Plants, Stone, California Landscapes


September Blooms

Verbena bonariensis and Maximilian Sunflower

Verbena bonariensis and Maximilian Sunflower

I haven’t posted anything about our own garden in a couple of months, not since before I went out to the eastside, and yet it was great to see the garden after a month away. Really nice to come back to it. Though the garden’s looking a bit tired this month, to be honest. A few of the natives like the blue flax, the poppies, the foothill penstemons, and the woolly blue curls have a few token blooms, but they are basically hunkered down, waiting for the rains. This past weekend’s rain was a welcome surprise. Photos of plants, some native and some not, that are in bloom are below.

Garlic Chives

Garlic Chives, Lobelia, Celery

Indigo Bush, Indigofera heterantha

Indigo Bush, Indigofera heterantha

Indigo Shrub, Indigofera heterantha

Indigo Bush, Indigofera heterantha

Our indigofera has been blooming nicely for a couple of months, but now it’s getting aphids on the flowers, probably from drought stress. Some of the aphids are winged now, signaling that the population is preparing to spread, so we’ll have to spray them with a hose the next few days. I think the indigofera got aphids last year about this time, too.

Indigofera with Aphids

Indigofera Bloom with Aphids


Aster chilensis Purple Haze

The coast aster is going full out. This one, Aster chilensis “Purple Haze,” got a little too close to the lawn sprinklers in a client’s garden and ran amok — our plant is actually from a piece that we yanked out of that garden — but it has behaved itself in our garden so far. I’m usually a fan of Hendrix names for cultivars, but I think they probably should have bred a little more purple into it before calling it “Purple Haze.” Though I guess it does have marginally more color than the seed-grown coastal asters in out yard.

Seed-Grown Coast Aster, Aster chilensis

Coast Aster, Aster chilensis

California Fuchsia, Epilobium canum

California Fuchsia, Epilobium canum

Our California Fuchsias are only pretty along the last four inches of each branch, otherwise they’re mostly tumbleweed. This is a newish planting and their first full year in the ground; next year they’ll get the springtime haircut that everyone recommends.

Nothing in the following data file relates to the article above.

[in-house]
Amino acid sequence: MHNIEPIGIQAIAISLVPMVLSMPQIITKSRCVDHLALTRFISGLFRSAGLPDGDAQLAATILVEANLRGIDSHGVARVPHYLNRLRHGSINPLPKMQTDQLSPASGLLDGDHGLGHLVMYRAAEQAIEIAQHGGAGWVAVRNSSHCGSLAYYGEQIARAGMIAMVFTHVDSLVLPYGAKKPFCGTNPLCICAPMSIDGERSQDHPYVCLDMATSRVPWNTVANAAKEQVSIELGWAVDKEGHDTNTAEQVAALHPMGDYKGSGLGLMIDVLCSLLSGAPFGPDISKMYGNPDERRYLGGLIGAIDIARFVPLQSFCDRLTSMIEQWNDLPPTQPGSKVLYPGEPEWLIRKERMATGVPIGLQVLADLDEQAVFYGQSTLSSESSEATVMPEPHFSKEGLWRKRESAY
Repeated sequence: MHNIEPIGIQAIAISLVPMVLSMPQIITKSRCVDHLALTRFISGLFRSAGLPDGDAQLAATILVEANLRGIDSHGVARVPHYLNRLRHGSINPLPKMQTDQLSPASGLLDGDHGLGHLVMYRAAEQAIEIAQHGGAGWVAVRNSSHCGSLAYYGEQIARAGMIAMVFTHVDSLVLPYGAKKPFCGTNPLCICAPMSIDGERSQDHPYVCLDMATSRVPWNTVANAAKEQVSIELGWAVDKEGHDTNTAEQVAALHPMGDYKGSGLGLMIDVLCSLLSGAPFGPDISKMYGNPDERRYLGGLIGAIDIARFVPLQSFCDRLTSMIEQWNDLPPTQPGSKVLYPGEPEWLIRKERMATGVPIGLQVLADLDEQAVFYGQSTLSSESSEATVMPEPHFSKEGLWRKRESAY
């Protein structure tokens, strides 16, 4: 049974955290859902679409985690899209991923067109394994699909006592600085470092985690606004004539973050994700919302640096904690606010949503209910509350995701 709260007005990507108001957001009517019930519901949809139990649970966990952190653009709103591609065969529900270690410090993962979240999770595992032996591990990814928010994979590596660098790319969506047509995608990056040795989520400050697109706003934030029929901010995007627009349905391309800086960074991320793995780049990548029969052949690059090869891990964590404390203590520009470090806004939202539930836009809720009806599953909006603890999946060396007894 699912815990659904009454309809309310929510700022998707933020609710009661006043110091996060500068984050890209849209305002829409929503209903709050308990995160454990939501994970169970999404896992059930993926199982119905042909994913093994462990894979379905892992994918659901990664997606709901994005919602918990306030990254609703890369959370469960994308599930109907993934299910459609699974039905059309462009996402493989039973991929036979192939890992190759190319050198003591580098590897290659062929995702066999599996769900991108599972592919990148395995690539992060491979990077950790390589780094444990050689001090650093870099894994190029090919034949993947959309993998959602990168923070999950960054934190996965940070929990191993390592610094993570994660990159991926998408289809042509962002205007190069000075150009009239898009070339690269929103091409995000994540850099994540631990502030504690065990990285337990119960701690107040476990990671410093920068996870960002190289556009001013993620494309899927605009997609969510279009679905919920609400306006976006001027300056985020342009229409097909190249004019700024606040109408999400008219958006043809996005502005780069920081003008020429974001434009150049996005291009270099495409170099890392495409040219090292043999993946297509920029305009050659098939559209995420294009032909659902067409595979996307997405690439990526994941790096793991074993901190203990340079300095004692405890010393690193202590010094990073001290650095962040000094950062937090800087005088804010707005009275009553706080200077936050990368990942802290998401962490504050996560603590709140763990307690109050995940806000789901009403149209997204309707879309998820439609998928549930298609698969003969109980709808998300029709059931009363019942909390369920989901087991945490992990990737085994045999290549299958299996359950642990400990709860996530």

California Fuchsia

California Fuchsia

Coyote Mint, Monardella villosa

Coyote Mint, Monardella villosa

One of our Coyote Mints (Monardella villosa) has some late blooms because I cut it back late. I drank tea made from Mountain Pennyroyal (Monardella odoratisima) a few times last month. Pretty good, better than M. villosa, I found.



A client wants a brugmansia, so the big guy in a pot by our door is probably on its last bloom for us before it goes to a new home. It has been really good, blooming several times a year in full shade. Not sure what we’ll replace it with.

Meadowfoam and Basil

Meadowfoam and Basil

This is the second round of meadowfoam (Limnanthes dougalsii) in the vegi garden this year. They were cotyledons when I left and already blooming when I came back a month later, definite fans of the good soil and regular water they’re getting. I like them for the vegi garden because they attract hoverflies and their big seeds don’t spread far unless I help them.

Maximilian Sunflower, Helianthus maximiliani

Maximilian Sunflower, Helianthus maximilianii

Our best fall bloomer right now is the Maximilian sunflower (Helianthus maximilianii) I planted across the street in our neighbor’s yard, our unofficial garden annex. Not sure why these aren’t planted more in the Bay Area. On the one hand, I guess, annual sunflowers are already extremely cheap and easy and common, so why plant a perennial one, but on the other…a perennial sunflower!

Deer Grass and Maximilian Sunflower

Deer Grass, Buckwheat, and Maximilian Sunflower

Thanks to Carol at MayDreamsGardens for hosting Garden Bloggers’ Bloom Day. Click over for lots of bloom action.


8 Responses to “September Blooms”

  1. September 15th, 2009 at 8:23 am

    Liisa says:

    What an amazing garden you have. The flowers on that indigo bush are something else (not so much with those dastardly aphids, though!). I am in complete jealousy!

  2. September 15th, 2009 at 9:23 am

    Town Mouse says:

    Yes, it’s a tired time of year in the garden, though I love that aster, purple or not.

    BTW, I cut back my Cal Fuchsia in December, down to 1 inch.
    And it’s been a bad year for them, I think. some fungus or something. Maybe next year they’ll be more green.

    Happy Bloom Day!

  3. September 15th, 2009 at 10:10 am

    Susie says:

    Beautiful shots…I love that Monardella!

  4. September 15th, 2009 at 12:20 pm

    chuck b. says:

    Darn it, I meant to start a second round of Meadowfoam and forgot to.

  5. September 15th, 2009 at 2:02 pm

    Mary Delle says:

    I love those California natives, as well as the others. What a nice garden!

  6. September 16th, 2009 at 6:09 am

    Country Mouse says:

    Glad to see some flowering natives if only in the wild (along the coast) and in your garden – I need to work on my fall garden look!

  7. September 19th, 2009 at 4:42 am

    Sylvana says:

    I love your fist shot. I don’t have much experience with verbena, but I’ve never seen it in that form before.

  8. October 1st, 2009 at 12:55 am

    BeWaterWise Rep says:

    Great to see your garden! The variety of plants in your garden delights me! The California Friendly Garden combines the beauty of native plants and water saving techniques. You can find water-wise gardening tips at http://j.mp/6LykS

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